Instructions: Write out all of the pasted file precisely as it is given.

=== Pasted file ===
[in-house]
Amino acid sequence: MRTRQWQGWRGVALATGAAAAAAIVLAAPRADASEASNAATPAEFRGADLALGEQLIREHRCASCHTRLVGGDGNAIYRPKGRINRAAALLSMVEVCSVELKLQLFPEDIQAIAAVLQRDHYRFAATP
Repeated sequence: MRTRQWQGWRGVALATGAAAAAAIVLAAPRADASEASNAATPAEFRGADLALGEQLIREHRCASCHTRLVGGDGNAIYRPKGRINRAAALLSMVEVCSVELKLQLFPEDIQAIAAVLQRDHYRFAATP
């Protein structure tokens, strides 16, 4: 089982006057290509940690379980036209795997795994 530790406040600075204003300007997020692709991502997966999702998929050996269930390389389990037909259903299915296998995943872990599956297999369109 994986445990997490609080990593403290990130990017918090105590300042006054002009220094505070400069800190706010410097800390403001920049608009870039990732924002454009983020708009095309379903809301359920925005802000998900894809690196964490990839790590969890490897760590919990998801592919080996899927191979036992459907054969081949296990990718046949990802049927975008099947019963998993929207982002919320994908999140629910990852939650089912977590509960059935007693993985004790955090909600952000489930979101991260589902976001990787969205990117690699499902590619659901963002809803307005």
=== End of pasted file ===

[in-house]
Amino acid sequence: MRTRQWQGWRGVALATGAAAAAAIVLAAPRADASEASNAATPAEFRGADLALGEQLIREHRCASCHTRLVGGDGNAIYRPKGRINRAAALLSMVEVCSVELKLQLFPEDIQAIAAVLQRDHYRFAATP
Repeated sequence: MRTRQWQGWRGVALATGAAAAAAIVLAAPRADASEASNAATPAEFRGADLALGEQLIREHRCASCHTRLVGGDGNAIYRPKGRINRAAALLSMVEVCSVELKLQLFPEDIQAIAAVLQRDHYRFAATP
């Protein structure tokens, strides 16, 4: 089982006057290509940690379980036209795997795994 530790406040600075204003300007997020692709991502997966999702998929050996269930390389389990037909259903299915296998995943872990599956297999369109 994986445990997490609080990593403290990130990017918090105590300042006054002009220094505070400069800190706010410097800390403001920049608009870039990732924002454009983020708009095309379903809301359920925005802000998900894809690196964490990839790590969890490897760590919990998801592919080996899927191979036992459907054969081949296990990718046949990802049927975008099947019963998993929207982002919320994908999140629910990852939650089912977590509960059935007693993985004790955090909600952000489930979101991260589902976001990787969205990117690699499902590619659901963002809803307005």